Empathy – A desirable attribute
Before defining this special communication skill let us clear up a common misunderstanding. Empathy is not the same as sympathy. A person who gives sympathy is certainly using empathy to tune themselves into the feelings of others, but sympathy that they actually share the same feelings – this is not the case with empathy.
EMPATHY is the ability to put yourself into the other person’s shoes and see things from their point of view. It is the ability to see, hear or recognise the emotions and feelings in others without necessarily agreeing with them.You do not have to accept their biased point of view. You need not agree with their prejudices nor do they have to agree with yours.
However you do need to be able to recognise the existence of their biased outlook and to exercise special communication skills to get your message through this barrier. This is what empathy does.
Empathy also works just as well in less difficult cases, where feelings are not so much involved. It can be used when two people are having trouble communicating clearly because they fail to recognise that each one sees the world differently. For example, Bills on the phone to Helen – “I’m too busy for our meeting this afternoon. Come into my office first thing in the morning and I’ll see you then.” The next day Bill arrives at his usual time of 8:30 am to be met by a frustrated Helen who has been waiting since 7:00 am.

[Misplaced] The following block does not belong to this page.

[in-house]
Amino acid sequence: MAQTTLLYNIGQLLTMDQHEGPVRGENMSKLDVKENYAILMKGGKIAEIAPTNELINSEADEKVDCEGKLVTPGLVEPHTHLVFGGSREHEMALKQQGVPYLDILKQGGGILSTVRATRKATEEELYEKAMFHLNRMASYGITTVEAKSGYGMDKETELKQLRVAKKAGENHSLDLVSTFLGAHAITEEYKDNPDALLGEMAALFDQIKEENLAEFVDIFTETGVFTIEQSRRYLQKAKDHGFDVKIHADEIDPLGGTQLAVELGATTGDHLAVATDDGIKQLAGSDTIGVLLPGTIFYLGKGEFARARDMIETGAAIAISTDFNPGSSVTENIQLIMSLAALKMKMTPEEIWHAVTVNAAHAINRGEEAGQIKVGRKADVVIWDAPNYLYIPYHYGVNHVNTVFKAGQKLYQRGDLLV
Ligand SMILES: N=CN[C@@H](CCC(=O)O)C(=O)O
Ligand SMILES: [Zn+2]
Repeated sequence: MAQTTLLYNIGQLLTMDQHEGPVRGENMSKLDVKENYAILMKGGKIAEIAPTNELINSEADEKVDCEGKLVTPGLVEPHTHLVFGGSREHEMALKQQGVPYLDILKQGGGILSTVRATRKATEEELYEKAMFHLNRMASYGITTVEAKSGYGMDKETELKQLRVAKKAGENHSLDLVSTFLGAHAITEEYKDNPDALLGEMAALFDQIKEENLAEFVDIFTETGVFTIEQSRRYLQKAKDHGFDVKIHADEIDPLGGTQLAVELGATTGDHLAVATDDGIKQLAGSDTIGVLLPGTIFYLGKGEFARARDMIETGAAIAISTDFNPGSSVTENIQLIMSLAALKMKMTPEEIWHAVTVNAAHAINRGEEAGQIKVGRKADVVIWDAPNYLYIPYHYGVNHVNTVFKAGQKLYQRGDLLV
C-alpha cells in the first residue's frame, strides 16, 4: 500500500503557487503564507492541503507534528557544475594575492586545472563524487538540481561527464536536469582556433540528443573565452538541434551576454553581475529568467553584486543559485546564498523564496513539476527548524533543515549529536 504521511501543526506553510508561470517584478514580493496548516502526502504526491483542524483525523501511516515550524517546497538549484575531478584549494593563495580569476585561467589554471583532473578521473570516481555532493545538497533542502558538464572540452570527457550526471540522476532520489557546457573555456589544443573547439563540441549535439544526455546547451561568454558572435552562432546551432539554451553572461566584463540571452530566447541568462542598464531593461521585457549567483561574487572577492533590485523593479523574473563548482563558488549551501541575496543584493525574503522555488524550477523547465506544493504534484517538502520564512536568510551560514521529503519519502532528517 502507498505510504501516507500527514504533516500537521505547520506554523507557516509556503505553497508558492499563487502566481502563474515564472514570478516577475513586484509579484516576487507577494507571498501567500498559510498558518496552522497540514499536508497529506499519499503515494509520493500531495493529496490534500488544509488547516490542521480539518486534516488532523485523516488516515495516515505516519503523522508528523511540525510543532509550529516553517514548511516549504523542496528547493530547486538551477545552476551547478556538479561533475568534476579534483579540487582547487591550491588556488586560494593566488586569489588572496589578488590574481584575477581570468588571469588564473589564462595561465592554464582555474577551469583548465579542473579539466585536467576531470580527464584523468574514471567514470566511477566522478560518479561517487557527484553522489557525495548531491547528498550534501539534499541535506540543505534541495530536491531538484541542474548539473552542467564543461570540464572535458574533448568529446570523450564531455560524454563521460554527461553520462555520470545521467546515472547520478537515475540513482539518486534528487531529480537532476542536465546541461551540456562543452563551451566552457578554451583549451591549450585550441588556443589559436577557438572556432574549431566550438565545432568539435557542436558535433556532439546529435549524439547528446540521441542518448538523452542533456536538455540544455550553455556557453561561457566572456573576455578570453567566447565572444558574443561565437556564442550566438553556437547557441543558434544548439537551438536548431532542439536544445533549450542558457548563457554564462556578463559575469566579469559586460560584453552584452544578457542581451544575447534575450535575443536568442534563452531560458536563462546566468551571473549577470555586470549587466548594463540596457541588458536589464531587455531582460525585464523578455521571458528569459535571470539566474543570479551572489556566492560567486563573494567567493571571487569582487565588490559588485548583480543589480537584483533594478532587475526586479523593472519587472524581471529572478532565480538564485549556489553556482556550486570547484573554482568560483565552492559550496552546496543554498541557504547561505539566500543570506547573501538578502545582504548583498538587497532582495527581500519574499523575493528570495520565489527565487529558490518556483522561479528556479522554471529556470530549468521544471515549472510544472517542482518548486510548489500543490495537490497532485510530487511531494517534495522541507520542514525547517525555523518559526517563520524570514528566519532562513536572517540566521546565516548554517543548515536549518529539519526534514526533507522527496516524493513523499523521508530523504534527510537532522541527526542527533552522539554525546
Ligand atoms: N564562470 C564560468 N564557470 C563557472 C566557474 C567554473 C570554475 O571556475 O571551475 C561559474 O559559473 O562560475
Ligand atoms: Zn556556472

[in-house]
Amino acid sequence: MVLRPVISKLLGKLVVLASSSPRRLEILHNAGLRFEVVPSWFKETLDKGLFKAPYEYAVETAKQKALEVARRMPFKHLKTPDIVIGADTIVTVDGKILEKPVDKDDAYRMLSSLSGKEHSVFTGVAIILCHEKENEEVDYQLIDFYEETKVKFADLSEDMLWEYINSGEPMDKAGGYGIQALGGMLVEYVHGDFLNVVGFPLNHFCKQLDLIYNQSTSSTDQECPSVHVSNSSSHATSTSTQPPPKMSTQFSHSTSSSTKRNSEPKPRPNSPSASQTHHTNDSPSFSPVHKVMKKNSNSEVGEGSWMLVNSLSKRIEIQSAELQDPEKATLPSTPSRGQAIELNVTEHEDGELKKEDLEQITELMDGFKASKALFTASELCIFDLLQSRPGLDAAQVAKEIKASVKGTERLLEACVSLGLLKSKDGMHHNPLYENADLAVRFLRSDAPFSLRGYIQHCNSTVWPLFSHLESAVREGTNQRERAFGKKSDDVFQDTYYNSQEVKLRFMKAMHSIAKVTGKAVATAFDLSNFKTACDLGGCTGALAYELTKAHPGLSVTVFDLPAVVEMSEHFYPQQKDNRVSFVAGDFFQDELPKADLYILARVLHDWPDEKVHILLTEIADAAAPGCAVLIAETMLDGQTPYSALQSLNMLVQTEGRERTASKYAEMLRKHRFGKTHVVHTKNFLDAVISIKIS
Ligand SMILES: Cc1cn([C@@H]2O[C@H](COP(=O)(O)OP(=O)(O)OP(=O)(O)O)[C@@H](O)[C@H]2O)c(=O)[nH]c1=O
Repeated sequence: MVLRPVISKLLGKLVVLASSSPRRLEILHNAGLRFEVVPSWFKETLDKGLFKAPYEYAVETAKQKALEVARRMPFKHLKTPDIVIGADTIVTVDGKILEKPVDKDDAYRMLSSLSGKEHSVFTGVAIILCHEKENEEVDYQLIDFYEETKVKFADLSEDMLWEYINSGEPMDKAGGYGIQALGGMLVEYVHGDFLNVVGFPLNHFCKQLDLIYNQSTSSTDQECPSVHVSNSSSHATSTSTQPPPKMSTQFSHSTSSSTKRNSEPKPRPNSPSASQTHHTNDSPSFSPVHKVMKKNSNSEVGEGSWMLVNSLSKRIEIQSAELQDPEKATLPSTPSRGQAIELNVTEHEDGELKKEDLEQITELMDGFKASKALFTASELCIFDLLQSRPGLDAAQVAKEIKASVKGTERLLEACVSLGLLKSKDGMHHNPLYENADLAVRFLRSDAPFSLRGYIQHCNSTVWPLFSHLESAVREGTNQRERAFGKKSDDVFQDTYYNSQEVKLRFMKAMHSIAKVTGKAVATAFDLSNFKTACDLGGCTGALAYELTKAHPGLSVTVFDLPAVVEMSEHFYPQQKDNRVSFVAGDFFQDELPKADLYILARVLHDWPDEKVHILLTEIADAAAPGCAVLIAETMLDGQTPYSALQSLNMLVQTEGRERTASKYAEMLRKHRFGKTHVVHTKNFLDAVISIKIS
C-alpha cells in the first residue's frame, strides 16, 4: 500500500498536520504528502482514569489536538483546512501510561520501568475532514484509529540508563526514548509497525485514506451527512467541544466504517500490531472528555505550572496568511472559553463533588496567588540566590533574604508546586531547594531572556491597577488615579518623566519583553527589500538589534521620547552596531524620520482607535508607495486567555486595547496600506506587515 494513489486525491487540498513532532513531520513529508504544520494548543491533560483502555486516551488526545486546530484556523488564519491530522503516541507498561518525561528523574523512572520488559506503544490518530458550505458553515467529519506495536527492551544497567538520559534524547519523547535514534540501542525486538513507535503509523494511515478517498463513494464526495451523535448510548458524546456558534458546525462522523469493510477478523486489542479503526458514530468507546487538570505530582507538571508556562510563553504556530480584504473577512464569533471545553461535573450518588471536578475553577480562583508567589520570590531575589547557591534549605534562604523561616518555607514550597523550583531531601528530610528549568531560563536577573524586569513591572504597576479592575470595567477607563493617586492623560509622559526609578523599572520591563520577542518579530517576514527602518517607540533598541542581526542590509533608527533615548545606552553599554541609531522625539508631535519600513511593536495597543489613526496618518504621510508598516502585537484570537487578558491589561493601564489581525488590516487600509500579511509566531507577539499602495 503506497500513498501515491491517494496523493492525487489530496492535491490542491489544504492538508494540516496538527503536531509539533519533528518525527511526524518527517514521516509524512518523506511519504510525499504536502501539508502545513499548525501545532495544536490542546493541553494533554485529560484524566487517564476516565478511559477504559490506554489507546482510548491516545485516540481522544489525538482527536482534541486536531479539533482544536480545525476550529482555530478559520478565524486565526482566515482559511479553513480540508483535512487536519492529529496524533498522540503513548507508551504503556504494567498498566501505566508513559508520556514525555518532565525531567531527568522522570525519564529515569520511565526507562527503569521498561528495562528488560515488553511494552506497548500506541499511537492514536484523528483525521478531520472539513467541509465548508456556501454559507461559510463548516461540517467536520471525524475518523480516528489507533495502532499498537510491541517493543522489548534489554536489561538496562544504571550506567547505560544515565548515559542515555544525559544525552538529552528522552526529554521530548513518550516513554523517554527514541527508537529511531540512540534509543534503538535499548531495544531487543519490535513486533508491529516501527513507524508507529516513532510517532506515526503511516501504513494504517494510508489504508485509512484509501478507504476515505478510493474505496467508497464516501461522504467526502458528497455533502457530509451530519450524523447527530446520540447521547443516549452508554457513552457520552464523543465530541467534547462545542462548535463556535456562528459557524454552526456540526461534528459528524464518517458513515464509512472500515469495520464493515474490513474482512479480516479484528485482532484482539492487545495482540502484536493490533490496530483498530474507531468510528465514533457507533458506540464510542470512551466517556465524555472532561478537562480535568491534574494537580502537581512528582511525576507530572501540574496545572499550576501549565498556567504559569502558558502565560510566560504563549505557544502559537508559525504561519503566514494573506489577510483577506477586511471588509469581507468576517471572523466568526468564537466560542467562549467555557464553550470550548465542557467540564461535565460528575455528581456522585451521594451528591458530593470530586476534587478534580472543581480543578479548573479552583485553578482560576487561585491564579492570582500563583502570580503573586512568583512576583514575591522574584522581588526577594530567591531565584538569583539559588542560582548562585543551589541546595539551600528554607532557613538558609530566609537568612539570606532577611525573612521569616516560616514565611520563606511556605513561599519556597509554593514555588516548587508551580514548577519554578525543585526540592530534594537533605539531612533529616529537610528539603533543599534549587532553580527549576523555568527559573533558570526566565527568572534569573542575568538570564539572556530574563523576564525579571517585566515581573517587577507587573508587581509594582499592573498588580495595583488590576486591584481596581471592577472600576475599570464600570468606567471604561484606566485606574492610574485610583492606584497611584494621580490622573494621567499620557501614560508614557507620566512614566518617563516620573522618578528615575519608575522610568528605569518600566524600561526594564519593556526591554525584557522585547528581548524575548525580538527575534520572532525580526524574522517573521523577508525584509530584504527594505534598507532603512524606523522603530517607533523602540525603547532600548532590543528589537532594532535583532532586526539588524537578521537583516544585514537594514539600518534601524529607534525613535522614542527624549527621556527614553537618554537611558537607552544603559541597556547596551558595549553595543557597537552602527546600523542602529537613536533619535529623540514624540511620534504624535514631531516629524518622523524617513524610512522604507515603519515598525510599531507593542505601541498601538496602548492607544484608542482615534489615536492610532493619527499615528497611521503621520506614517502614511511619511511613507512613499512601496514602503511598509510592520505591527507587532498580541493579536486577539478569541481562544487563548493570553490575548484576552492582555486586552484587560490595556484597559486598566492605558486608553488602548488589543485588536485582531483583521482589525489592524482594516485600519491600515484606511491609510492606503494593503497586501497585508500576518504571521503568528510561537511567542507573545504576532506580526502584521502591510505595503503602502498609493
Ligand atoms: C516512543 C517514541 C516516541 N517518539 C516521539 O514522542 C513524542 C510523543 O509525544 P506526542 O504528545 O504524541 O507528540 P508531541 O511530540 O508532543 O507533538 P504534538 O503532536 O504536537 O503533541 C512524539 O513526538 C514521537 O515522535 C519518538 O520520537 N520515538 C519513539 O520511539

Where did the message go wrong? To an observer who lacks empathy this could appear as a simple coding problem – because “first thing in the morning” was coded differently by two people. There was also an assumption involved. Bill assumed that “everyone knew” he came to work at 8:30 am every day. At the heart of the problem there was certainly a lack of empathy. Neither communicator could “see” the message as the other person saw it.
Empathy is often referred to as the ability to “sit in the receivers chair”. It is a skill that can be acquired quite easily, and those who use it are always ahead as communicators because they have a better chance of predicting when misunderstandings will occur. They are also better equipped to avoid disagreements and many other communication difficulties.
If Bill had used empathy in the case above, he would have realized that Helen started work at 7:00 am. He could have then changed his message to “as soon as I get in tomorrow morning”. Knowing that mornings are usually a busy time for Helen he could’ve used empathy even more effectively by adding “That’s usually a busy time of the morning for you. I’ll let you know when I arrive and you can come up then.”
Two Way Empathy
The more two people who communicate regularly can use empathy, the more they develop a sense of mutual trust and openness which in turn helps lessen other barriers in communication. Empathy exercised by both sender and receiver makes for far better communication and this may be the ideal we need to aim for.